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Sales Secrets #1:

This post is about revealing the number one secret in sales. Suprisingly enough, this is a secret that few salespeople have managed to uncover, and even fewer tend to utilise. This is a secret that has been around for thousands of years, yet still hasn’t been fully implemented in sales. The ones that actually utilise it are the ones you see skyrocketing their numbers of sales. This secret came about early in my sales career and after I had a couple of back to back rejections, or in sales terms “Let me think about it” situations where the product was good, the sales pitch was great, and the pricing was excellent, so what was I missing?

The secret that has changed my sales approach, tactic, talk, and elevated me from a sales person to Sales Professional, was just one word: “VALUE”. You see, once you stop talking about “the sale” and you start talking about “the value” immediately the whole landscape changes. Instead of trying to sell the product, try to show to the potential customer how the product adds value to them. What separates amateur sales people from professional salesmen is the ability to showcase not the product, but the value that the product will add to them should they decide to proceed.

Speaking of the actual product or service, a very simple way to communicate and add value, is to stay away from sentences describing the product, and instead use sentences that say what the product will do for the customer, and how it will solve their current problem. Remember that people buy products or services as solutions to certain problems. It is the sales person’s job to find out what that problem is at that given time.

Here is a simple example of an interaction I had that showed me the importance of adding value. In this case, I wasn’t the salesperson, was just the buyer. Few months back, late afternoon, I pulled over at a coffee place so I could grab a quick on the go coffee. I walked up to the tilt and asked the barista to make me a warm coffee (latte) to take out. Surprisingly, he turned over and asked me “Do you know the real difference between these coffee beans and the ones you have just ordered?” I had no clue, so I said no, and this young barista, took the stage for three minutes, and gave me the best sales pitch I had ever heard about how the smell of coffee beans is elevated if you take this flavour, how your senses become heightened with these seeds of coffee, and how the other seeds unleash your energy in the morning! At the end of his pitch he said “Can I make a suggestion for you?”, and out of politeness I replied with a “Yes”. He suggested a specific origin coffee that would captivate my senses and give me the energy needed for the rest of the day. So guess what happened? I took that coffee. From beginning to end, I couldn’t fault it. This young Barista had added so much value to that three Euro coffee that I couldn’t resist. I am having the same coffee ever since, from the same person at the same coffee place! Out of this story there are two valuable lessons to be learned:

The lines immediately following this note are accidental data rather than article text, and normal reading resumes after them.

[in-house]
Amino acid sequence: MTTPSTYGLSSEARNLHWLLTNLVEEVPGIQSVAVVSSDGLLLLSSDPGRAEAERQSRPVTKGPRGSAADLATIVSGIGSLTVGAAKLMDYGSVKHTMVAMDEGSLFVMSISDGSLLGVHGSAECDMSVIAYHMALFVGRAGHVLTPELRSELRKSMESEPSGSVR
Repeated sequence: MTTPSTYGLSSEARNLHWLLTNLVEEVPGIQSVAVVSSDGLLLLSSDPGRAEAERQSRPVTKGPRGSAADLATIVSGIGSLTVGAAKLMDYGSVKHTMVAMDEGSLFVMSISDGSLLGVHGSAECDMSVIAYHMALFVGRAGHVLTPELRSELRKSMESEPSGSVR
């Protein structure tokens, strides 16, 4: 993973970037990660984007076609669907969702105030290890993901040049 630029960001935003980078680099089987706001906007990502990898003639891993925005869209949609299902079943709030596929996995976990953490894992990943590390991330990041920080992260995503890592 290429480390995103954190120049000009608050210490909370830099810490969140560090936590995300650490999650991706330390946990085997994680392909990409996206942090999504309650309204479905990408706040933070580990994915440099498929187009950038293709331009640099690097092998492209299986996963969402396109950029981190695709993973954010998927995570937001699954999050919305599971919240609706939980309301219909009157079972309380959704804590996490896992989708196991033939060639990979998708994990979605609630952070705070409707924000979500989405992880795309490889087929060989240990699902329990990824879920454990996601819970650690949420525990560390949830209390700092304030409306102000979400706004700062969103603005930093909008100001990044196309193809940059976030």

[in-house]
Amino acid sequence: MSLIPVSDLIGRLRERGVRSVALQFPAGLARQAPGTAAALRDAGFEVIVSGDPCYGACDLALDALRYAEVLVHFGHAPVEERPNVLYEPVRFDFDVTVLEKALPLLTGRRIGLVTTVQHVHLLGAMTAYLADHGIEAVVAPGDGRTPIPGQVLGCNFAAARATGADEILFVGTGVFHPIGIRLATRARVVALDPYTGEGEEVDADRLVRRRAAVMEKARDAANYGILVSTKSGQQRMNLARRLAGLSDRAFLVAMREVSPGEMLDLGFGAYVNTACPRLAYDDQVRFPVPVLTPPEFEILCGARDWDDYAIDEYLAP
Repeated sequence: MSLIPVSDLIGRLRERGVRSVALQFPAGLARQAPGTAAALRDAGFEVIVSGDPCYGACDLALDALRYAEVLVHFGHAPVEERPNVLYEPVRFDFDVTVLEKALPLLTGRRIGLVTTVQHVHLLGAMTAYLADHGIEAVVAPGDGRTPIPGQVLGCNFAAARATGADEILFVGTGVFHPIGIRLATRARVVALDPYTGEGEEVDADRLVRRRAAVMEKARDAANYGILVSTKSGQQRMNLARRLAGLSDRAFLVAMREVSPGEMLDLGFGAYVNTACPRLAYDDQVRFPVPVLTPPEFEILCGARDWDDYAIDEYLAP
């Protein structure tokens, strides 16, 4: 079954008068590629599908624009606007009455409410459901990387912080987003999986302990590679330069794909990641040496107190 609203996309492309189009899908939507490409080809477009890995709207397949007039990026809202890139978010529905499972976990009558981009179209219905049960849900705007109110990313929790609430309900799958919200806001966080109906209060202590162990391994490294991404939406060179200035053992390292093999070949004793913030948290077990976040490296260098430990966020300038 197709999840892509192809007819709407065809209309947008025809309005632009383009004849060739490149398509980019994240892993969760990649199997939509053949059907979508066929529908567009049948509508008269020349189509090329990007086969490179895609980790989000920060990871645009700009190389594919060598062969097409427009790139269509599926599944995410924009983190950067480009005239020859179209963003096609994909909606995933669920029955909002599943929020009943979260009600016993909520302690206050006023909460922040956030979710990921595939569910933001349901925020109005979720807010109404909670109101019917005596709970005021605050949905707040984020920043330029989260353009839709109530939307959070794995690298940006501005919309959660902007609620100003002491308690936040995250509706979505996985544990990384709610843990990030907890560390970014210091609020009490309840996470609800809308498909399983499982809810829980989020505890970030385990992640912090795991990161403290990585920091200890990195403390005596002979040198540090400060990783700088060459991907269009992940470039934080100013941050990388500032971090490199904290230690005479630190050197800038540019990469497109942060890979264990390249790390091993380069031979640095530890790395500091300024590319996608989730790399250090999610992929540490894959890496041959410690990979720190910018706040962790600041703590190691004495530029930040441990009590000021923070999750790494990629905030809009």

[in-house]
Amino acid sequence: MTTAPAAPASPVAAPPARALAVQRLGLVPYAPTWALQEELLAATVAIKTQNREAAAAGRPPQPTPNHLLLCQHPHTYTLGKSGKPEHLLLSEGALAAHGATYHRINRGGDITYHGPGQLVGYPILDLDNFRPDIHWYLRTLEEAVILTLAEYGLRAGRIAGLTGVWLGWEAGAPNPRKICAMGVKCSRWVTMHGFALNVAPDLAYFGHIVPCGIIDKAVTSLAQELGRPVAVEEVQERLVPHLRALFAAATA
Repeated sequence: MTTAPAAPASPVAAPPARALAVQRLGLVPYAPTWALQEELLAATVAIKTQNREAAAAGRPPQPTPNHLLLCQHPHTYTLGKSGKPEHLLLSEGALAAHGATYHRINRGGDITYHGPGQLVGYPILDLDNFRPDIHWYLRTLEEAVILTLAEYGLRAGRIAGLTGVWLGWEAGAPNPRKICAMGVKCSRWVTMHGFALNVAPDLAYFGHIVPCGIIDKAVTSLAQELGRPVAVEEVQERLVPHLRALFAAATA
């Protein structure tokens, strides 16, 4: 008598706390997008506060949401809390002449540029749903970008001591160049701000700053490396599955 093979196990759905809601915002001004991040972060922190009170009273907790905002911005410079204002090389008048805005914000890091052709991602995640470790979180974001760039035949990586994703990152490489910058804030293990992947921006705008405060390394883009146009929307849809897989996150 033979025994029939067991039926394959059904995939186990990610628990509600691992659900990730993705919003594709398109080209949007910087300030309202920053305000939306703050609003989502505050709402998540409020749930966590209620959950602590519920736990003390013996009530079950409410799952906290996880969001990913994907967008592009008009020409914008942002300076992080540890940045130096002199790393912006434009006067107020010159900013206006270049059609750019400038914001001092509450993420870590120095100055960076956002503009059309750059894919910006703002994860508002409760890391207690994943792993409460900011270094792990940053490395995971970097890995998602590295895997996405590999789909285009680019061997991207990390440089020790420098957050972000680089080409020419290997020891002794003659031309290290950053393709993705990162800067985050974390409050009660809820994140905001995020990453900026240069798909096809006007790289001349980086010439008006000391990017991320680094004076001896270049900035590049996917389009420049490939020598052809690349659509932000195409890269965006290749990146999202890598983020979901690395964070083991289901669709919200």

1. It doesn’t matter the cost, any transaction can be elevated by adding value to it. True value will show and will make a once off buyer to a repeating buyer.
  2. People are open to suggestions. Whether they are truly interested or simply don’t want to come off as rude, most people will reply positively to the question “Are you open to suggestions?” This technique gives you the chance to direct the discussion, buy time, generate interest and add value to a seemingly dead end situation.

Where most deals fall short is when the customers don’t see the value in doing business with you. If you do not effectively communicate the value, then all they will see is just another product and price tag amongst thousands in the market place, and as far as you are concerned, you are just another evil salesman. From my experience and the countless interactions I have had with customers, the number one factor that comes into play is effectively communicating to the prospect client the added value in the purchase.

I hope you have found this topic interesting and useful. What do you think about it? All feedback and comments are welcomed.

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